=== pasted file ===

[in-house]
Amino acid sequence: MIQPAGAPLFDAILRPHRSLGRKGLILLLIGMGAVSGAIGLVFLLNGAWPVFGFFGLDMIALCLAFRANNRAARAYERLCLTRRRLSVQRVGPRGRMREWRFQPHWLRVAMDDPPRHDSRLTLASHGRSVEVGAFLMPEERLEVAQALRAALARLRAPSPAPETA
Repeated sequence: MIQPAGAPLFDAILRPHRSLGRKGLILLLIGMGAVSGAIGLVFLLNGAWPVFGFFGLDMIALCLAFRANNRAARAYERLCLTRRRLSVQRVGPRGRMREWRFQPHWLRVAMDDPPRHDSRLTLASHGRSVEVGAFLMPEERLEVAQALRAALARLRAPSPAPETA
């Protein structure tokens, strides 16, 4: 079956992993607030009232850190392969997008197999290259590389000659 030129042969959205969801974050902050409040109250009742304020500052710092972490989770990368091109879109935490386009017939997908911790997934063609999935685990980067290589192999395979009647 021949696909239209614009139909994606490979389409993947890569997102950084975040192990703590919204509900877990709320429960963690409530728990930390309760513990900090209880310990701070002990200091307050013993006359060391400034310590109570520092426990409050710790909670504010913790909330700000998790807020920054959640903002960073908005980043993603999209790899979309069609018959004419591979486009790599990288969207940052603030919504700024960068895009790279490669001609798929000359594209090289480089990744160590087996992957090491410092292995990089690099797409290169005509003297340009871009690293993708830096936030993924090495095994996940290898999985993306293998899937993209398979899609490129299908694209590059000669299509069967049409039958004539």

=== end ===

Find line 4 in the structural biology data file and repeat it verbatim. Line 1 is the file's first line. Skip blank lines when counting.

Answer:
């Protein structure tokens, strides 16, 4: 079956992993607030009232850190392969997008197999290259590389000659 030129042969959205969801974050902050409040109250009742304020500052710092972490989770990368091109879109935490386009017939997908911790997934063609999935685990980067290589192999395979009647 021949696909239209614009139909994606490979389409993947890569997102950084975040192990703590919204509900877990709320429960963690409530728990930390309760513990900090209880310990701070002990200091307050013993006359060391400034310590109570520092426990409050710790909670504010913790909330700000998790807020920054959640903002960073908005980043993603999209790899979309069609018959004419591979486009790599990288969207940052603030919504700024960068895009790279490669001609798929000359594209090289480089990744160590087996992957090491410092292995990089690099797409290169005509003297340009871009690293993708830096936030993924090495095994996940290898999985993306293998899937993209398979899609490129299908694209590059000669299509069967049409039958004539």